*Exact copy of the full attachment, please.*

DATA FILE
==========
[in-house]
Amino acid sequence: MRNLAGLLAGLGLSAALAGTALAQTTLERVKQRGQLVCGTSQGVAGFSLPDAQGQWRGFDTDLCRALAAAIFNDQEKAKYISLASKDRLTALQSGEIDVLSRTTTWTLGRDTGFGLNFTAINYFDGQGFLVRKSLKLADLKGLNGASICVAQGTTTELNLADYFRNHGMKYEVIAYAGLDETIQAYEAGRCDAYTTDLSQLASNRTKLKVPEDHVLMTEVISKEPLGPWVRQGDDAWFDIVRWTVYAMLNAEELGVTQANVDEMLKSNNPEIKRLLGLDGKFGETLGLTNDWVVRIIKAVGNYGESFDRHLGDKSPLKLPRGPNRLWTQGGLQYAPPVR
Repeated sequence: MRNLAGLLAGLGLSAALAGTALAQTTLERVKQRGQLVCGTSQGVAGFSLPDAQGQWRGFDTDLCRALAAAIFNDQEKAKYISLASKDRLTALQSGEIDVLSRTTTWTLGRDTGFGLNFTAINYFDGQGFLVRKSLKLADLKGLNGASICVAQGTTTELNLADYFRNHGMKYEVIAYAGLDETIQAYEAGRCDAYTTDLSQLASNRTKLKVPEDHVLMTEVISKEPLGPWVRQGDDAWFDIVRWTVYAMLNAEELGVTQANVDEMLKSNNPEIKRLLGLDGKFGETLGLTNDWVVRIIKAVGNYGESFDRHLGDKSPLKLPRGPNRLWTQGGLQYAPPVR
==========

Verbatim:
[in-house]
Amino acid sequence: MRNLAGLLAGLGLSAALAGTALAQTTLERVKQRGQLVCGTSQGVAGFSLPDAQGQWRGFDTDLCRALAAAIFNDQEKAKYISLASKDRLTALQSGEIDVLSRTTTWTLGRDTGFGLNFTAINYFDGQGFLVRKSLKLADLKGLNGASICVAQGTTTELNLADYFRNHGMKYEVIAYAGLDETIQAYEAGRCDAYTTDLSQLASNRTKLKVPEDHVLMTEVISKEPLGPWVRQGDDAWFDIVRWTVYAMLNAEELGVTQANVDEMLKSNNPEIKRLLGLDGKFGETLGLTNDWVVRIIKAVGNYGESFDRHLGDKSPLKLPRGPNRLWTQGGLQYAPPVR
Repeated sequence: MRNLAGLLAGLGLSAALAGTALAQTTLERVKQRGQLVCGTSQGVAGFSLPDAQGQWRGFDTDLCRALAAAIFNDQEKAKYISLASKDRLTALQSGEIDVLSRTTTWTLGRDTGFGLNFTAINYFDGQGFLVRKSLKLADLKGLNGASICVAQGTTTELNLADYFRNHGMKYEVIAYAGLDETIQAYEAGRCDAYTTDLSQLASNRTKLKVPEDHVLMTEVISKEPLGPWVRQGDDAWFDIVRWTVYAMLNAEELGVTQANVDEMLKSNNPEIKRLLGLDGKFGETLGLTNDWVVRIIKAVGNYGESFDRHLGDKSPLKLPRGPNRLWTQGGLQYAPPVR